Rage, Mentors, and Rebellions in Classic vs. Modern Sukeban Anime Girls

By: Athena Zhang Baker March 20, 20200 Comments

Content Warning: Discussions of sexism and trauma.

Spoilers: For Asamiya Saki’s full character arc (Sukeban Deka) and Uotani Arisa’s backstory (Fruits Basket).

In a country where women are often discouraged to pursue a career beyond becoming a traditional housewife, many Japanese women turned to the lives and legacies of Japan’s very own boss girls (otherwise known as sukeban or yankiis) in order to sustain themselves for many years to come. 

From the early 1960s to the late 1990s, these women were the faces of petty crimes committed across Japan and pink films showcased across the world. Today, they are respectable representations of women trying to fit into a male-dominated society thanks to anime such as Sido Limited’s Sukeban Deka OVA (1991) and manga such as Natsuki Takaya’s Fruits Basket (2001). 

Movie poster of a young woman wielding a knife and handcuffs while a man leans over, watching her from behind. Text is in Japanese.
Delinquent Girl Boss: Worthless To Confess (1971)

While old-school sukeban anime/manga girls like Asamiya Saki from Sukeban Deka OVA come across as irrational in their anger and resentment toward society (until the very end of their respective series, at least), newer sukeban anime/manga girls like Uotani Arisa from Fruits Basket often are more level-headed, using their rebellious spirit to improve their circumstances. This is partially thanks to meeting a guardian-like figure at a young age.

With today’s global culture, it’s important for girls especially to be open towards the things that they do not understand and to not be afraid of asking for help when needed. That is why, compared to old-school sukeban anime girls, new-school sukeban anime girls are portrayed as more mature and thus are more likely to serve as models to help women in and outside of Japan to become self-sustaining.

A four image gallery of sukeban girls in short uniform tops and long skirts, backs emblazoned with writing, dyed hair, wielding baseball bats

The Rise of the Sukeban

(suke) meaning “girl” or “female” 

番 (ban) meaning “boss” or “turn” 

Literally translated as “girl-bosses” in Japanese, the sukeban were women who often wore Western-style clothing such as Converse shoes, semi-modest school uniforms, and dyed bright short hair. From morning until night, these women often committed petty crimes while following strict rules of conduct, such as never going out with another girl’s boyfriend. 

After Japan’s defeat during WWII, “the country was occupied by U.S. and British troops between 1945 and 1952. The national morale was low, and the population was plagued by alcohol and drug abuse,” according to Cyn Feltousen’s The True Story of Sukeban

In response to the chaos, both teenage boys and girls across Japan formed gangs and committed petty crimes. While boys had a better chance of forming a camaraderie with existing gangs like the yakuza, girls were still looked down upon as nothing but child-bearers after joining these gangs.

According to Japanese crime writer Jake Adelstein, “What is unusual is that in the yakuza (Japan’s most notorious gang of criminals), women have no authority and there are almost no female members. That the female gangs even existed is an oddity in Japan’s generally sexist male-dominated deviant culture.”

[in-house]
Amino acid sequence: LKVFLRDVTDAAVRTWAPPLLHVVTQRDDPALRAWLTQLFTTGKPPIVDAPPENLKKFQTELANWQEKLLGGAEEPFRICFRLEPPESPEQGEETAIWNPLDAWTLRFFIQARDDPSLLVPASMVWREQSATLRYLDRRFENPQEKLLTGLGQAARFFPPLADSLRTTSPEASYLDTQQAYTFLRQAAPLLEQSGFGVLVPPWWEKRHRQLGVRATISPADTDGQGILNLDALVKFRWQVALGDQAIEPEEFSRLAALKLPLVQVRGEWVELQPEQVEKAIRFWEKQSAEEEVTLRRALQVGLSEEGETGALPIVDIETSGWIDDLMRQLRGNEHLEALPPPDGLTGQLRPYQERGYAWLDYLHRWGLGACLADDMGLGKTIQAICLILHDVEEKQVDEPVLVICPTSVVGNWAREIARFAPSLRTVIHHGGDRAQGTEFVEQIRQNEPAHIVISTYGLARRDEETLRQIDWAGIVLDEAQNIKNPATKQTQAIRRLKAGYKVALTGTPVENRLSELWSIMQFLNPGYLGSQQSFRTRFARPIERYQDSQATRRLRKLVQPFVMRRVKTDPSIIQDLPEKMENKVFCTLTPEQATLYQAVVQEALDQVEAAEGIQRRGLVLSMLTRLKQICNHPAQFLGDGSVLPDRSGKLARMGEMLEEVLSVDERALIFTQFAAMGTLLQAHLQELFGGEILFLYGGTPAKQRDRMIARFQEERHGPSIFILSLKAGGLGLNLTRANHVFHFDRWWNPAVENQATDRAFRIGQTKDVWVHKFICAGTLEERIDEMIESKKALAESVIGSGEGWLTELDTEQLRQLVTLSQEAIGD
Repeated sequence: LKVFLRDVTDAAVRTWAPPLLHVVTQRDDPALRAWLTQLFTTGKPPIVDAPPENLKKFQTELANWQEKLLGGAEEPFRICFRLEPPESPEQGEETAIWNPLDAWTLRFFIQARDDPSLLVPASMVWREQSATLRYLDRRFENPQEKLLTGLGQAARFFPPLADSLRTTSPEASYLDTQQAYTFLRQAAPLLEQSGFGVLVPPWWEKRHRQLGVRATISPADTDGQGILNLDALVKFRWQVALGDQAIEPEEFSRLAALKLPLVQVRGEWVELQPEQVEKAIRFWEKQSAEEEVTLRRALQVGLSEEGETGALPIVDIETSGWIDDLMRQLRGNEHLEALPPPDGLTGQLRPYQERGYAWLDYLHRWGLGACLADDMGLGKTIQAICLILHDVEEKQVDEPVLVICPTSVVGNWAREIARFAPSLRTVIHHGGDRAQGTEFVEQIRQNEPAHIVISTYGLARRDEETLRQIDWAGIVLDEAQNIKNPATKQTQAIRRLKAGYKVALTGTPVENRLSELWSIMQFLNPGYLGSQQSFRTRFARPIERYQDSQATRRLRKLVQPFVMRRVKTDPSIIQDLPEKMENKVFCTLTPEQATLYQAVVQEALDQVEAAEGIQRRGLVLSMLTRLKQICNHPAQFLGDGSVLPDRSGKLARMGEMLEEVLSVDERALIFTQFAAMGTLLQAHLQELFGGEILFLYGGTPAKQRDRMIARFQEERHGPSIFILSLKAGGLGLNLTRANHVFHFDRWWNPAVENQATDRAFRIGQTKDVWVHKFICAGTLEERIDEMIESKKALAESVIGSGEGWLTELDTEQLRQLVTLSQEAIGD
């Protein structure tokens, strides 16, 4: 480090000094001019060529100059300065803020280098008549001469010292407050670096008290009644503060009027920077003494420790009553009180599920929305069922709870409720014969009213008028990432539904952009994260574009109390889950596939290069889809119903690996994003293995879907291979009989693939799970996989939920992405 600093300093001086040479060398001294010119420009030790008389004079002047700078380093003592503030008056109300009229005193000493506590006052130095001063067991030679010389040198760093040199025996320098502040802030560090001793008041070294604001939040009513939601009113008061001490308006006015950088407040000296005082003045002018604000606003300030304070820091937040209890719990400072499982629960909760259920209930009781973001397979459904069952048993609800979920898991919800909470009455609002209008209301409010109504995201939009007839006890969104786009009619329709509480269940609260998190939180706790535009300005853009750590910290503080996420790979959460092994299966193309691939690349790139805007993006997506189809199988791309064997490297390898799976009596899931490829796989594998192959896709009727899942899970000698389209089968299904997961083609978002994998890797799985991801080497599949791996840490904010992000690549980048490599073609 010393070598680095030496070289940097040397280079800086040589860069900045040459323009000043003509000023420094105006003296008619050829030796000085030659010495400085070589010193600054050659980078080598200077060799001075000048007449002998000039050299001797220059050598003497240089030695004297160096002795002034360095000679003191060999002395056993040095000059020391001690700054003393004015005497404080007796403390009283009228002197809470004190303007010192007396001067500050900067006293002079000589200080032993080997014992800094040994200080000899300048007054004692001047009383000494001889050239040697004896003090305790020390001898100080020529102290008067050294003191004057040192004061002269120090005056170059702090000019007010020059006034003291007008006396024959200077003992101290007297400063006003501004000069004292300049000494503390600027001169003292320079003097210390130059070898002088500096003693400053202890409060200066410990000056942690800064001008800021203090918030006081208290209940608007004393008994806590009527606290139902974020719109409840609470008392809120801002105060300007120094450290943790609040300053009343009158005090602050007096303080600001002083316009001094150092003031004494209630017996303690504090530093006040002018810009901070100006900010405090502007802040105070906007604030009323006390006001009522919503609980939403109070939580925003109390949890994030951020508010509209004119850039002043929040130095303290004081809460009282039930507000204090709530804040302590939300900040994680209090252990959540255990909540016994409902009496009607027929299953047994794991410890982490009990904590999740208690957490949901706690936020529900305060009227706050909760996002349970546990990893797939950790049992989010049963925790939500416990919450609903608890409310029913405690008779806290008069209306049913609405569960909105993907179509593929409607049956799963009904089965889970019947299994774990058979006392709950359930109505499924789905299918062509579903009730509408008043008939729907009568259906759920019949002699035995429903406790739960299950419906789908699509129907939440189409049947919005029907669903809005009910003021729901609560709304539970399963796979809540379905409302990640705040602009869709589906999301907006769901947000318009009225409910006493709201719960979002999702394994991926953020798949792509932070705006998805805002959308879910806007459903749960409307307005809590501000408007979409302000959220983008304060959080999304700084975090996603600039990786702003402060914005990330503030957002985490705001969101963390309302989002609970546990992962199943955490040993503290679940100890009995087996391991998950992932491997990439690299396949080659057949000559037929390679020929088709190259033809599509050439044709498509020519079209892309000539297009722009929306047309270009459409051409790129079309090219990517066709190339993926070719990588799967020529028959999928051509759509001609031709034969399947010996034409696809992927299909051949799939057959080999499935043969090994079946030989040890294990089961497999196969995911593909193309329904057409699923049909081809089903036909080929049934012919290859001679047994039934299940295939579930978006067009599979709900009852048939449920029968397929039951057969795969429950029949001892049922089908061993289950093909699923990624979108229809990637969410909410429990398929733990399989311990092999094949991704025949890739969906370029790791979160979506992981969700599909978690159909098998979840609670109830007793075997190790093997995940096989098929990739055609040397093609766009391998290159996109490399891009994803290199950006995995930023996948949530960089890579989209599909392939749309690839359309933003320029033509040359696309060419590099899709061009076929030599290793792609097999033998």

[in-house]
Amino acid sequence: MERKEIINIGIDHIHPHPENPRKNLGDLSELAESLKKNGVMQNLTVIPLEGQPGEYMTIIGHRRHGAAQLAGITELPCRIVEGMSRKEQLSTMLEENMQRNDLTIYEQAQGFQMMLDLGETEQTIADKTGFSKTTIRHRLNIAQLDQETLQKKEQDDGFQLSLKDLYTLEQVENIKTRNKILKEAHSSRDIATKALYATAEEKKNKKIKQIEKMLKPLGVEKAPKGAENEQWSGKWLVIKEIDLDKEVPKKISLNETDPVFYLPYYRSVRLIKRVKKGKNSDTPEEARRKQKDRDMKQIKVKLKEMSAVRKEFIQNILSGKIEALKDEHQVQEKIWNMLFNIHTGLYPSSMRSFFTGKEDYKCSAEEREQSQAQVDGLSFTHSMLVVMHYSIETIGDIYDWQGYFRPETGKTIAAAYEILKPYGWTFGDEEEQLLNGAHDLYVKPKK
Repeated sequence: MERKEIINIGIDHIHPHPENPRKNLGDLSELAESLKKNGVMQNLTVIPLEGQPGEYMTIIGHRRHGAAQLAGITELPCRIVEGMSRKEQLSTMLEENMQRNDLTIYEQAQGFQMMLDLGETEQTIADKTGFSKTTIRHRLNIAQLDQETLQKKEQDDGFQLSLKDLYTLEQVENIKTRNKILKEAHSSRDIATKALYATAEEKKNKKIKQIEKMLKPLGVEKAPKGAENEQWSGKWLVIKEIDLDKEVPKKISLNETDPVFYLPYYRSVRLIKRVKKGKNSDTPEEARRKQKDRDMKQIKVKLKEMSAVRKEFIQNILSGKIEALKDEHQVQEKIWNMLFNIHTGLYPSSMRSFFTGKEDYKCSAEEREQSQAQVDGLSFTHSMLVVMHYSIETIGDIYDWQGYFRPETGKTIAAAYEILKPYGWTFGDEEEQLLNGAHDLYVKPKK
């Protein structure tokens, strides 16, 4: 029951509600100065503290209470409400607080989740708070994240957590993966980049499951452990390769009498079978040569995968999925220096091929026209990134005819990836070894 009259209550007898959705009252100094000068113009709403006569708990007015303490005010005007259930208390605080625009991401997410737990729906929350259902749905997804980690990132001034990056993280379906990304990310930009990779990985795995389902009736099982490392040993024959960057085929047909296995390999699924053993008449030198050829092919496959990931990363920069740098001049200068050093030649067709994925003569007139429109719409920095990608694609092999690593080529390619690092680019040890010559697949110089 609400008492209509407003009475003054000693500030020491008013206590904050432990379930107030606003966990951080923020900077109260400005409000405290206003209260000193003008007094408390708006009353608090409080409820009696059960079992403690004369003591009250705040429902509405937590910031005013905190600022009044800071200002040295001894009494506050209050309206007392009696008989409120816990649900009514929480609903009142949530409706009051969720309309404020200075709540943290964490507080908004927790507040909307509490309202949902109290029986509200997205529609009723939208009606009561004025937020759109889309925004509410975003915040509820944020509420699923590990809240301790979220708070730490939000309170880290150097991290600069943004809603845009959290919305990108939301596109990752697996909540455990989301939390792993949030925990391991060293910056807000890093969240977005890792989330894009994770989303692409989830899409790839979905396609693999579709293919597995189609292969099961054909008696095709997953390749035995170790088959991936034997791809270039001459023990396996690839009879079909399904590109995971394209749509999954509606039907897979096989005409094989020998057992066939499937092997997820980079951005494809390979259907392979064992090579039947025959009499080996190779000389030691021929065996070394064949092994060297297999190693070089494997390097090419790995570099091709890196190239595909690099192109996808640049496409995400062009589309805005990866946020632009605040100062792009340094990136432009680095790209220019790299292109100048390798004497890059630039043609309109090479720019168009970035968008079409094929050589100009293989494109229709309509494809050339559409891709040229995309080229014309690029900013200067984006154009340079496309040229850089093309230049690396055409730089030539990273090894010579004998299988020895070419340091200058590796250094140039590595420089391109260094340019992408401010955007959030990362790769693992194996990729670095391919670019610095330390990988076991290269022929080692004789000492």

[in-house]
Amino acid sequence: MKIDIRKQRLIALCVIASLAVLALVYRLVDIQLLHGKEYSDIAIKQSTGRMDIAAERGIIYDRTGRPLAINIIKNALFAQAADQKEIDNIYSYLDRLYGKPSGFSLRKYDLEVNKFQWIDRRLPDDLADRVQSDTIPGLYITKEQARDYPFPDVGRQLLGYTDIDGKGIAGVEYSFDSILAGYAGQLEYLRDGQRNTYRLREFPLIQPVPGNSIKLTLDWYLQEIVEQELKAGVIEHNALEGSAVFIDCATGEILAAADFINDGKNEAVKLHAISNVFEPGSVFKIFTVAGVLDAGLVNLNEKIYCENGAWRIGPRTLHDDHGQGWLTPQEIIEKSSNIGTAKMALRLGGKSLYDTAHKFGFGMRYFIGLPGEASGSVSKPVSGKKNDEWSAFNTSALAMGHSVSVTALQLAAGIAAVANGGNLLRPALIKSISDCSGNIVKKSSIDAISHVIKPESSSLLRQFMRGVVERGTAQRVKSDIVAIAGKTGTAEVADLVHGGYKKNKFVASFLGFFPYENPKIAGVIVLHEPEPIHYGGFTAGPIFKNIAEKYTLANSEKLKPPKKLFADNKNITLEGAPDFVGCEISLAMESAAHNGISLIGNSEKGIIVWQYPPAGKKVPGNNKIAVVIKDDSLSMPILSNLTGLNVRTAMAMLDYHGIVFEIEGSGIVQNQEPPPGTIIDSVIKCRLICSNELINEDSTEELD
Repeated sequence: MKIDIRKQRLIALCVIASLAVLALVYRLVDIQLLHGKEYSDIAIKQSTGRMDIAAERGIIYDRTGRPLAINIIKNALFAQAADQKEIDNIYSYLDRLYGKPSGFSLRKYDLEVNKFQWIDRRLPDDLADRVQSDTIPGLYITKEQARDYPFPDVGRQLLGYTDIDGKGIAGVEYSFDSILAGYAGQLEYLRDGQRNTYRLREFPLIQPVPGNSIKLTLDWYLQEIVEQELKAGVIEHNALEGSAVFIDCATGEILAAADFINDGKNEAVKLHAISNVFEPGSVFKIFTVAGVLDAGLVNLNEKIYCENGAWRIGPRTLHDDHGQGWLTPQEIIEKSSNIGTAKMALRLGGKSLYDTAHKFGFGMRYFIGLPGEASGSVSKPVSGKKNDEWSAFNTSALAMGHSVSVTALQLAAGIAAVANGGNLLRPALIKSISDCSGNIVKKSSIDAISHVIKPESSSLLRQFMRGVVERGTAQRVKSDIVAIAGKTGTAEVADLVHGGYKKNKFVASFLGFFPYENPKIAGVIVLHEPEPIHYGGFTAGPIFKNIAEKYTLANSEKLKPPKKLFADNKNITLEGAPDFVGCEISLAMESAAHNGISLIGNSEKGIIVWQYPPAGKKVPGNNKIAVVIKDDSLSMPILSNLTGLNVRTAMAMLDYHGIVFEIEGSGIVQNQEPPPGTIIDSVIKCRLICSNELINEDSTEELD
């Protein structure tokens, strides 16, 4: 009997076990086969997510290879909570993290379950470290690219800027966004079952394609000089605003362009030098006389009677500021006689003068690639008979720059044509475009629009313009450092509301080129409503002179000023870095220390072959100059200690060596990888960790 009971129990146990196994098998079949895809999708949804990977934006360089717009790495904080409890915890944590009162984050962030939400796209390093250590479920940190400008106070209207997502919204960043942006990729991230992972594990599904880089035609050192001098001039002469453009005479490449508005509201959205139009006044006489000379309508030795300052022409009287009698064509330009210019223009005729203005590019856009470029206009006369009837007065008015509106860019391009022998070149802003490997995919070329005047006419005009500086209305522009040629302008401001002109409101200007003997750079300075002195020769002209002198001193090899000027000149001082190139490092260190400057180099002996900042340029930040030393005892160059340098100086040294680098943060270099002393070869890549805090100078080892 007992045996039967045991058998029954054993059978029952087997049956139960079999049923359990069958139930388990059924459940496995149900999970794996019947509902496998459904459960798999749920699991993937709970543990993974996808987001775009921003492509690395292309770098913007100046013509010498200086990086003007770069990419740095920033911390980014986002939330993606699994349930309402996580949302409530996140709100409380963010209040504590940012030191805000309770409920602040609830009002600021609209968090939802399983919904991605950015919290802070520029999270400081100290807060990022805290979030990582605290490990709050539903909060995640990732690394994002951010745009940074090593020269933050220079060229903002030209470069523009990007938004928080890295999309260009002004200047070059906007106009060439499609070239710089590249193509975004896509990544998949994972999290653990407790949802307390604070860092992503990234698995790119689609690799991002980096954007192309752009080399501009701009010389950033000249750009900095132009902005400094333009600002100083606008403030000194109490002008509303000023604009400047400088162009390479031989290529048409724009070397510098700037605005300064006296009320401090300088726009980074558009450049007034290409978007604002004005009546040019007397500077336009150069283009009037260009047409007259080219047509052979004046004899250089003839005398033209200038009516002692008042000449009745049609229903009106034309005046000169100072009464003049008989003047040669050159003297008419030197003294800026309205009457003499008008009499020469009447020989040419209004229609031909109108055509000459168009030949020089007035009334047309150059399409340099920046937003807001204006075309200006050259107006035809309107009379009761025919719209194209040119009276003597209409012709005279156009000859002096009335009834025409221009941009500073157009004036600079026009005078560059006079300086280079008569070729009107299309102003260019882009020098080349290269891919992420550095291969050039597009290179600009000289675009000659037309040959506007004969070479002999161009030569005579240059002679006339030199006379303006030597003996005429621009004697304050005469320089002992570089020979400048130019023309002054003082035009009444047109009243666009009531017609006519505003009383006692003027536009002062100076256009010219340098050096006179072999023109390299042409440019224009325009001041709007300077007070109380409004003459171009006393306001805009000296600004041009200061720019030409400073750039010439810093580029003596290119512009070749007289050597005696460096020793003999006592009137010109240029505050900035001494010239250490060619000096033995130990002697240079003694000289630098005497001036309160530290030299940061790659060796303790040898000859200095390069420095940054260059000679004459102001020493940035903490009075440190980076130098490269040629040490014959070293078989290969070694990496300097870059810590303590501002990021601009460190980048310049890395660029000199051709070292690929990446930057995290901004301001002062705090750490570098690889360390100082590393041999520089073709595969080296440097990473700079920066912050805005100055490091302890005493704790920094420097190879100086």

Even if a young woman proved to an all-male group like the yakuza that she was good for more than raising a child, she still couldn’t get the role that she wanted. The reason being that a Japanese woman’s duty was (and often still is) to become a good mother, wife, and daughter, according to Lebra, J., Paulson, J., & Powers’s Women in Changing Japan (1976).  

In response to this, these girls ultimately either formed their own gang of leaders or became their own bosses called the sukeban. Some, if they decided to do so, later took their skills and beliefs and turned them to creative or productive projects, such as becoming an artist or starting a business. For example, Japan’s very own “Aretha Franklin,” Wada Akiko, began as a sukeban before branching out into music and film.

Wada Akiko on a motorcycle
Wada Akiko (Source: Ace Records)

This is not to say that none of these girls got help fitting back into Japanese society from anyone in or outside of their gangs. In Wada’s case, in order to overcome her bullying problem, she would often skip school in order to stay out late at Osaka’s entertainment districts and help her father clean up his dojo when needed. Using her physique, talents, and (ultimately) her connections, she would perform at clubs until she was scouted by Takeo Hori, the founder of the Hori Pro agency, after dropping out of school at age 17 (1968).

As word of these all-female gangs spread across Japan, movies and anime began to portray them primarily as either “aloof, male-hating Amazonian warrior women figures dressed in Japanese school girl uniforms” and/or emotionally distressed teenage girls with troubled pasts. It wasn’t until after the popularity of these girl-bosses dwindled that most of these shows and movies began to showcase these girls asking for help at young ages (either willingly or unwillingly).

Case in point: Asamiya Saki from Sukeban Deka OVA. 

Saki from Sukeban Deka holding up a badge with a stern expression

Asamiya Saki of Sukeban Deka OVA

As one of Japan’s most iconic “old-school sukeban” anime girls, Asamiya Saki is portrayed as an overly emotional, rebellious teenage girl who often acts cold towards men, such as her admirer Nowaki Sanpei, in order to get what she wants. 

While working as an undercover yo-yo cop in order to save her mother from being executed, she would often shout at poor Sanpei: “Why don’t you just shave your head and join a monastery?” At one point in the OVA, he actually does shave his head for her.